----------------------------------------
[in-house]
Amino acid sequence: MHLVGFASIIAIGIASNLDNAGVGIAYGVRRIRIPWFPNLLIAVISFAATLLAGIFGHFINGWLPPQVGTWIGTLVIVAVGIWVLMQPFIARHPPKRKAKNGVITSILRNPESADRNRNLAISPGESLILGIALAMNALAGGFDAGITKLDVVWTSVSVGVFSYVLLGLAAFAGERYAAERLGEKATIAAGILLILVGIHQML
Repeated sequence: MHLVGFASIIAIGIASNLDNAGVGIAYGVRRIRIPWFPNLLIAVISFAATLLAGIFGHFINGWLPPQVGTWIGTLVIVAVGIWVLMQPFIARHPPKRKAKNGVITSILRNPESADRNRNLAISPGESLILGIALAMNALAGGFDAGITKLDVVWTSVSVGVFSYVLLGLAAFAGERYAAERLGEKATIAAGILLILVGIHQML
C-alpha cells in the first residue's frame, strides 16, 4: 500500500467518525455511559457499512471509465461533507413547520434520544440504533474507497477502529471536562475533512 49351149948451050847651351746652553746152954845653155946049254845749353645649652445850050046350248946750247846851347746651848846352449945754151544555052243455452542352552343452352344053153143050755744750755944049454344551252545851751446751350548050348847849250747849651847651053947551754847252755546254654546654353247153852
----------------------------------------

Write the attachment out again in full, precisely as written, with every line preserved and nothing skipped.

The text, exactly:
[in-house]
Amino acid sequence: MHLVGFASIIAIGIASNLDNAGVGIAYGVRRIRIPWFPNLLIAVISFAATLLAGIFGHFINGWLPPQVGTWIGTLVIVAVGIWVLMQPFIARHPPKRKAKNGVITSILRNPESADRNRNLAISPGESLILGIALAMNALAGGFDAGITKLDVVWTSVSVGVFSYVLLGLAAFAGERYAAERLGEKATIAAGILLILVGIHQML
Repeated sequence: MHLVGFASIIAIGIASNLDNAGVGIAYGVRRIRIPWFPNLLIAVISFAATLLAGIFGHFINGWLPPQVGTWIGTLVIVAVGIWVLMQPFIARHPPKRKAKNGVITSILRNPESADRNRNLAISPGESLILGIALAMNALAGGFDAGITKLDVVWTSVSVGVFSYVLLGLAAFAGERYAAERLGEKATIAAGILLILVGIHQML
C-alpha cells in the first residue's frame, strides 16, 4: 500500500467518525455511559457499512471509465461533507413547520434520544440504533474507497477502529471536562475533512 49351149948451050847651351746652553746152954845653155946049254845749353645649652445850050046350248946750247846851347746651848846352449945754151544555052243455452542352552343452352344053153143050755744750755944049454344551252545851751446751350548050348847849250747849651847651053947551754847252755546254654546654353247153852